A robot designed to assist a person in his daily life and enable to propose a set of services that meet the needs or the expectations of this person has to cope with different situations, regarding the environment first and its static and dynamic “components”. Static because of the rooms and furniture; dynamic because of the person activities and their impact on surrounding objects. Multimodal perception of human, objects and activities is a challenging issue as well as decoding the user’s intentions and interact with him at the right moment. To address this issue, we have chosen to focus our research work first on the detection and measurement of the user intentionality, by making the robot aware of the user expectations in terms of interaction. Observing the current situation, monitoring the user’s main activities (answering to phone calls, watching TV, cooking, …) detecting when the user has the intention to interact with the robot is a first step towards the robot awarness of its environment.
Our first approach is based on visual tracking using RGB-D information in order to focus on the distance between the user and the robot, the orientation of the user’s shoulders and face. Our work hypothesis consists in considering that the user, when ready to interact with the robot, will act naturally and will face it to start interaction.
The first part of our work has been to build a tracker from an evolutionary optimization approach, the PSO (Particle Swarm optimization) algorithm and to propose an extension in which the system dynamics is explicitly taken into consideration and which performs an efficient tracking. This tracker is also shown to outperform several algorithms: SIR (Sampling Importance Resampling) algorithm with random walk and constant velocity model; a previously PSO inspired tracker, SPSO (SequentialParticle Swarm Optimization). This has been applied on simulated data and real data as illustrated in Figure 2.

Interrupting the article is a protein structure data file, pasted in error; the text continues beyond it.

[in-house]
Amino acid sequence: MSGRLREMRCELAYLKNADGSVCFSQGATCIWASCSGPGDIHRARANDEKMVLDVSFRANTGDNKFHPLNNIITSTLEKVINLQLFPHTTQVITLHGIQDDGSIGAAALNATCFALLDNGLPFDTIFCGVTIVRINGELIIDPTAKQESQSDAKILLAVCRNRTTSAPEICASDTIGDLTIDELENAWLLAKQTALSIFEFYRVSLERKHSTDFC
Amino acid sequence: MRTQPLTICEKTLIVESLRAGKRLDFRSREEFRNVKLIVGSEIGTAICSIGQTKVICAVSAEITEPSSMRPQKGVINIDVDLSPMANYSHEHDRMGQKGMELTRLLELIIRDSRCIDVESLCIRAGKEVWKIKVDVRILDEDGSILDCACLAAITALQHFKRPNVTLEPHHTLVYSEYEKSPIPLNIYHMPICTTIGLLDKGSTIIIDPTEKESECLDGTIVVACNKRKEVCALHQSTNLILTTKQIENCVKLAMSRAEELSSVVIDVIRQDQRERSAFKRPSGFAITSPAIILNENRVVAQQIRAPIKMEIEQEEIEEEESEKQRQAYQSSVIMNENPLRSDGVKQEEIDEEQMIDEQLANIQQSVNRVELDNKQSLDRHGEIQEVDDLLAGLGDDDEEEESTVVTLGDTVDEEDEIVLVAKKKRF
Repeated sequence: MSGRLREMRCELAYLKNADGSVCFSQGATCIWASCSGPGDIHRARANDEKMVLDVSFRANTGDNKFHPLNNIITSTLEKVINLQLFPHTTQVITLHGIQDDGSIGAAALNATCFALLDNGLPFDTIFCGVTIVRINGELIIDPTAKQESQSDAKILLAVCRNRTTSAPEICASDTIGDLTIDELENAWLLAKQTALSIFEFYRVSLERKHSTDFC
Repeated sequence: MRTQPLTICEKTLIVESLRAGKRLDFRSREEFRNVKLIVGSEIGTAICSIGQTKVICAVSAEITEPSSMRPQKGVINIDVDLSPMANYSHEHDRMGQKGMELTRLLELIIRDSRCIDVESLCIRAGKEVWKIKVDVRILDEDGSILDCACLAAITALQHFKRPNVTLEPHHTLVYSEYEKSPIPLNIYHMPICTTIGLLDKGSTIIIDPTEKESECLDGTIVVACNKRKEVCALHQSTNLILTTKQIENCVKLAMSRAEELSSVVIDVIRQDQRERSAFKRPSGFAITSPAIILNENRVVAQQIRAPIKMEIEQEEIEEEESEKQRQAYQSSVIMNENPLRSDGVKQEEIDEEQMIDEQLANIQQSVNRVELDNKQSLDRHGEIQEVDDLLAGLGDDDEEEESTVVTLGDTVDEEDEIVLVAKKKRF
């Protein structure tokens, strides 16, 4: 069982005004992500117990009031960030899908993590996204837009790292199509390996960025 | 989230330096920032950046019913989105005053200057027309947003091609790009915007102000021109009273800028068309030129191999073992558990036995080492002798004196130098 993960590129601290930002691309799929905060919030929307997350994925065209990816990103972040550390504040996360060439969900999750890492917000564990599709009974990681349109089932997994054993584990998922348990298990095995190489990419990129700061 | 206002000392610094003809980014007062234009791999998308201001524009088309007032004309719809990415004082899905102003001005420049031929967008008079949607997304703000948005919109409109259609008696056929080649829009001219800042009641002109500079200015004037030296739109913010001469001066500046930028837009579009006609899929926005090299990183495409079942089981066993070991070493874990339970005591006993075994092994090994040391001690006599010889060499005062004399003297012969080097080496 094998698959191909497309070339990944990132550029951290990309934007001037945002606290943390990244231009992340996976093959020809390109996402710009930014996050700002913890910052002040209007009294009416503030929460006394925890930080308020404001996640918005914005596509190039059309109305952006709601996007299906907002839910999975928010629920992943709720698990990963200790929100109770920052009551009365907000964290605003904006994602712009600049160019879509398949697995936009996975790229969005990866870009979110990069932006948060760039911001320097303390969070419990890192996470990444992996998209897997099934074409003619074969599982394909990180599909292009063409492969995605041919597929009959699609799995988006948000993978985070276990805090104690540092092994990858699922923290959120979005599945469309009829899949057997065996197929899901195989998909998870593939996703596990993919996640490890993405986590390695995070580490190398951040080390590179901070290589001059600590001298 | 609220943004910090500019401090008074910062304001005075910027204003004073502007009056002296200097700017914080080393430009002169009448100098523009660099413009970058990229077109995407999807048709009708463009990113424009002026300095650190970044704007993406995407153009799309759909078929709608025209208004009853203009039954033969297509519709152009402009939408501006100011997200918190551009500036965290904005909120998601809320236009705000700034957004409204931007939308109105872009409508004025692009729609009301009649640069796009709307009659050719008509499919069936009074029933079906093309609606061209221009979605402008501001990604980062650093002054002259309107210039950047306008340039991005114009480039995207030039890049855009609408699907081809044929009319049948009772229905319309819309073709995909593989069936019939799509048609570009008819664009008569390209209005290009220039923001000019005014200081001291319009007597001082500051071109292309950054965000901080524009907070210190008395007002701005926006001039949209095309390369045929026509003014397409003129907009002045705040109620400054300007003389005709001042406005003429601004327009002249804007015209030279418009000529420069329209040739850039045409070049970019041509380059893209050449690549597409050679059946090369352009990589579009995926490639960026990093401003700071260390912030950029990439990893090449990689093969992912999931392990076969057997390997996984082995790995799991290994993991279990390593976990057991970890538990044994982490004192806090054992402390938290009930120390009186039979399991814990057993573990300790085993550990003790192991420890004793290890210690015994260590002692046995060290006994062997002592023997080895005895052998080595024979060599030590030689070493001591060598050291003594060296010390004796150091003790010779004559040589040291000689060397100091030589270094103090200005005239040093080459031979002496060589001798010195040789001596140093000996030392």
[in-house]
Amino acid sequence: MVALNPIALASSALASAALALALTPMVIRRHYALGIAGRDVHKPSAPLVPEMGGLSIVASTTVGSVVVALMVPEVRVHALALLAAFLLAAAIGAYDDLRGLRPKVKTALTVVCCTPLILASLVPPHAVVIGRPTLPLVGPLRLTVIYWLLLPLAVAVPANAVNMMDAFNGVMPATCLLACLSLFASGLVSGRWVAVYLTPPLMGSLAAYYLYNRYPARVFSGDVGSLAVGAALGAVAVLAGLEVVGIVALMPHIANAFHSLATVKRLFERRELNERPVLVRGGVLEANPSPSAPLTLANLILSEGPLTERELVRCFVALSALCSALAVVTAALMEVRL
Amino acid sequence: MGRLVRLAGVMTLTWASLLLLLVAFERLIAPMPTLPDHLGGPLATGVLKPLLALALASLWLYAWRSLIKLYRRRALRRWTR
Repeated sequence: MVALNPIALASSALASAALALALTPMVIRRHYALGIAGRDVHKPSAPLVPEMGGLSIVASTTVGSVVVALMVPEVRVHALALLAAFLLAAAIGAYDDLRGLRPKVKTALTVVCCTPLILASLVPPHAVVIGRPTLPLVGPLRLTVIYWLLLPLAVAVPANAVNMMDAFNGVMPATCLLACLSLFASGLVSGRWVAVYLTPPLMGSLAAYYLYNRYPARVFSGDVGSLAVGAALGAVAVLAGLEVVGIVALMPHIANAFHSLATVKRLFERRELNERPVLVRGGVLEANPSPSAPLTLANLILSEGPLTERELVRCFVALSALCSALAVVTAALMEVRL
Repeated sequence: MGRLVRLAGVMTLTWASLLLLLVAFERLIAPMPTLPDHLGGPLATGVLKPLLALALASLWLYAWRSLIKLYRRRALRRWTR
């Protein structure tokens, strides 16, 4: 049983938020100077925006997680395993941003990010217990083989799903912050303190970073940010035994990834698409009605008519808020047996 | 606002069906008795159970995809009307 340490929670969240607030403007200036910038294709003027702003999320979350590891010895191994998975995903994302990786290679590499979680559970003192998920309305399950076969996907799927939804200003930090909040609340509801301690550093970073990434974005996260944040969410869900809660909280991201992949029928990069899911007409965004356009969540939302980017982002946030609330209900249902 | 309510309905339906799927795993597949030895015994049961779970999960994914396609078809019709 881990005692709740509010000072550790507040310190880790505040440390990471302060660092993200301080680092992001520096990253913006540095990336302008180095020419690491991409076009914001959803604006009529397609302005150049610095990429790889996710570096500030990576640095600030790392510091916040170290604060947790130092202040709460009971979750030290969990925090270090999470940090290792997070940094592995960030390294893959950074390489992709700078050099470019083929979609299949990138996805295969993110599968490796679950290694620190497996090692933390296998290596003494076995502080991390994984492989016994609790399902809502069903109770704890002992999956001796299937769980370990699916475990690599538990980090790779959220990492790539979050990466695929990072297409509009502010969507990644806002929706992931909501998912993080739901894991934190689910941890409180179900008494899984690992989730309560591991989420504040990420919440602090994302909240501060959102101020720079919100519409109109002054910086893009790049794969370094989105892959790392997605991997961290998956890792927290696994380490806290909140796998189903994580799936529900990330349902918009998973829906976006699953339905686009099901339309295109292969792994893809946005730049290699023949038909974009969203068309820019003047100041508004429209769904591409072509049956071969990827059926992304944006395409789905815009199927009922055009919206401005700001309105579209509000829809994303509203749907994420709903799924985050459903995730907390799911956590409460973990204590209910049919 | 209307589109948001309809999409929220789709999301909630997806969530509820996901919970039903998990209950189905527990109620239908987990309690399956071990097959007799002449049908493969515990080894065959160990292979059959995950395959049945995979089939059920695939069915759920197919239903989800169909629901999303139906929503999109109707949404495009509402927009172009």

Figure 2 : RGB-D sequence capture : red spot (shoulder detection) green spot head pose detection
Our current research and collaborative work (with RAP team) focuses now on fusion of visual tacking results, audio and speech activity in order to detect the user’s intentionality and to start a proximal interaction with him regarding the current context in order to take the user’s environment, the target object locations, the user previous activities and the current user request. In the context of the RIDDLE project, interaction mais topic will be centered on a subset of usual objects like, keys, galsses, remote commands, mobile phone, … The whole process to be set up is depicted herebelow in Figure 3.
|Monitoring the user in his daily life environment
|Detecting user intentionality based on video and audio data
|Moving towards the user to start proximal interaction
|Context-guided Multimodal dialog (speech & gesture)
Figure 3 : Multimodal perception for human robot interaction in the RIDDDLE project scope.
The current research work on Multimodal Human Perception for human Robot Interaction is carried out whitin the ANR RIDDLE Project.
Part of previous work on multimodal command for human robot interaction was a contribution to the following european (LAAS) projects :
- Cogniron (“The Cognitive Robot Companion” : 2004-2008)
- CommRob (“Advanced Robot behaviour and high-level multimodal communication” : 2007-2009)
Burger Brice, Isabelle Ferrané, Frédéric Lerasle. Multimodal Interaction Abilities for a Robot Companion. Dans : Int. Conf. on Computer Vision Systems (ICVS2008), p 549-558, Santorini (Greece), may 2008
Brice Burger, Frédéric Lerasle, Isabelle Ferrané, Aurelie Clodic. Mutual Assistance between Speech and Vision for Human-Robot Interaction. Dans / In : IEEE/RSJ International Conference on Intelligent RObots and Systems (IROS 2008), Nice, France, 22/09/2008-26/09/2008, IEEE, p. 4011-4016, 2008. URL : ftp://ftp.irit.fr/IRIT/SAMOVA/IROS2008.pdf
Brice Burger, Isabelle Ferrané, Frédéric Lerasle, Guillaume Infantes. Two-handed Gesture Recognition and Fusion with Speech to command a Robot. Dans / In : Autonomous Robots, Springer, Vol. AURO655.3, (en ligne), 2012.
URL : http://dx.doi.org/10.1007/s10514-011-9263-y
Christophe Mollaret, Frédéric Lerasle, Isabelle Ferrané, Julien Pinquier. A Particle Swarm Optimization inspired tracker applied to visual tracking’ ICIP 2014, Paris, octobre 2014, to be published.